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Nigerian eBay Scams: How They Get Your Item for Free and Get You to Send Them Money!
Nigerian Scams on eBay
There are Nigerian scams on eBay where the scammers get your item for free and then get you to send them money! How does that work? And how can you avoid getting scammed?
I was Targeted for the Nigerian eBay Scam...
Yesterday I listed my BlackBerry Cell Phone for sale on eBay after getting low offers from some on-line cell phone buy back services, local shops, and ecoATM. I started the auction at $51 and added a Buy It Now price of $100. I was excited when the item sold for the Buy It Now price within a couple hours. I got a request from the buyer to send an invoice right away so he could pay with PayPal. I was ready to hit send on the invoice when I noticed something: the shipping address was in Nigeria.
My first concern was with the shipping cost. I listed the item with shipping in the U.S. included for $5.60. I figured shipping to Africa would be way more expensive, so I didn’t want to do that.
My second concern was that Nigeria is famous for scams. I did some research and found that I had just been targeted for the Nigerian eBay scam.
Nigerian eBay Scams- How it Starts
Here’s how the Nigerian eBay scam works:
A buyer from Nigeria buys your item for sale on eBay. This is usually a buyer with a new eBay account and no feedback scores from eBay. The buyer may send you a message asking for an invoice. This is what happened in my case. I did not send an invoice, but here is what happens next if you do…
Soon, the buyer claims to have paid PayPal in Nigeria for the item. You’ll also get an e-mail from email@example.com or similar e-mail address that claims to have received payment for the sold item. This will look like an e-mail from PayPal, but it is not actually from paypal.com. The e-mail that looks like it is from PayPal claims that they need a tracking number for the item before they can release payment to you. In other words, you are being asked to ship your item before receiving payment. Don’t do it!
Let’s say you fall for this and ship your item. You’ll never receive payment, and the scammer will get your item for free with you paying for the shipping. Adding insult to injury, they will try to get money from you next. Here’s how that part works.
How they get your money in the Nigerian eBay Scams
You’ll receive another email from firstname.lastname@example.org or similar e-mail address that says that there was a mix-up on the currency conversion from Nigerian currency to U.S. dollars. The buyer overpaid. For example, if the item was $100, they will claim that the buyer paid $300. They will ask you to pay $200 before they issue your payment of $300, or something along these lines. It will appear as though PayPal needs to balance the books- they assure you that you'll get your payment for the item after you send money to account for the over-payment from the buyer. Since it is a request from PayPal (or at least you are led to believe it is), you may actually think it is legitimate request.
They may ask you to wire the money using Western Union. You will be receiving e-mail from both the buyer and from email@example.com stating that the buyer overpaid and you need to wire some money to straighten this out so you can get paid for the item you already shipped. Some sellers end up falling for this part of the scam out of desperation to get paid.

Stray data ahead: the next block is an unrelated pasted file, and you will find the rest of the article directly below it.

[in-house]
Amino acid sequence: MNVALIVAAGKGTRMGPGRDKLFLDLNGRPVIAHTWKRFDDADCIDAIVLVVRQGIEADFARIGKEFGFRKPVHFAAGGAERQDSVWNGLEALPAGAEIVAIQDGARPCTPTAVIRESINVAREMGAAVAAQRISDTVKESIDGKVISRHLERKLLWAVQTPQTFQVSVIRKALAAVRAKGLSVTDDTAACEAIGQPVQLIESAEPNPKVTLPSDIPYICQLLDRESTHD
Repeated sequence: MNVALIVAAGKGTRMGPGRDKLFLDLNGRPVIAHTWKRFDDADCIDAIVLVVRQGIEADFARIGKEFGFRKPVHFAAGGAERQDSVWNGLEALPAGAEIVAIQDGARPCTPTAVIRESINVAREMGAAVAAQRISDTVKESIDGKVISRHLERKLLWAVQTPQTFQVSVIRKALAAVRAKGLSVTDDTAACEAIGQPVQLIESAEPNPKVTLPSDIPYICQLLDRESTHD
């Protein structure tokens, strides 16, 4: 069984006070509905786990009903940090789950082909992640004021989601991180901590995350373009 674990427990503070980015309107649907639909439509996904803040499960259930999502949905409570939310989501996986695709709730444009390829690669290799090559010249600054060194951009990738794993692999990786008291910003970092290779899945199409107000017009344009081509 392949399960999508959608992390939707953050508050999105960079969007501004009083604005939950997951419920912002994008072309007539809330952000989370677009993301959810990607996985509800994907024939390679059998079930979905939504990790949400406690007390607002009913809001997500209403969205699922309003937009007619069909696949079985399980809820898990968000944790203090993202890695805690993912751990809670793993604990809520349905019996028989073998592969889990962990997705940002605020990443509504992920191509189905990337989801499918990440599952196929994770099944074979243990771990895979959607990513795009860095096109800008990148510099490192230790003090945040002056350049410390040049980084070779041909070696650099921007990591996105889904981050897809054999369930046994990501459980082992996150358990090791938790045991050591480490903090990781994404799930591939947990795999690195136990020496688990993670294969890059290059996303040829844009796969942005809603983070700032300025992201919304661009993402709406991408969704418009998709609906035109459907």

If you are played in this scam to its conclusion, you are out the value of your eBay item, plus shipping, plus any money you wired to try to straighten things out with PayPal so you can receive your payment.
Protect yourself from scams
How to Avoid the Nigerian eBay Scam
Never ship an eBay item until payment is received. This is a good practice for any shipping address. If you ship your item before you receive payment, what will you do if the payment doesn't come through for some reason? I accept payment by PayPal. You can check your PayPal account to make sure payment has been submitted before you ship sold items.
If a buyer from a country you don’t ship to wins an item, you can cancel the transaction. The process to follow in eBay is known as opening a case. You may lose the eBay fee on the auction, but this is better than losing your item. When you cancel a transaction after an item has sold, the buyer will be asked by eBay to agree to cancel the transaction. If the buyer either agrees or does not respond after 7 days, you will get your eBay auction fee returned.
You can restrict potential buyers from selected countries from bidding on your items. This is in the Exclude Shipping Locations menu in eBay. I had to search a bit to find this. Click the Customer Service menu in eBay and search for the help topic “The buyer or winning bidder is in a country that I don't ship to”. This should lead you to the Exclude Shipping Locations menu where you can select the countries you don’t ship to. This will block buyers with primary address in these countries from bidding.
After my experience, I decided to exclude all countries except the United States for now. I thought that since the shipping terms in my auction were U.S. only, that only U.S. buyers would bid, but this wasn't the case. The listing for my cell phone listed U.S. shipment only, but my restrictions did not block buyers outside the U.S. from bidding. I changed my settings in eBay so now only bidders with primary addresses in the U.S. can bid on my items. This should avoid Nigerian eBay scam attempts on my eBay auctions.
© 2013 Dr Penny Pincher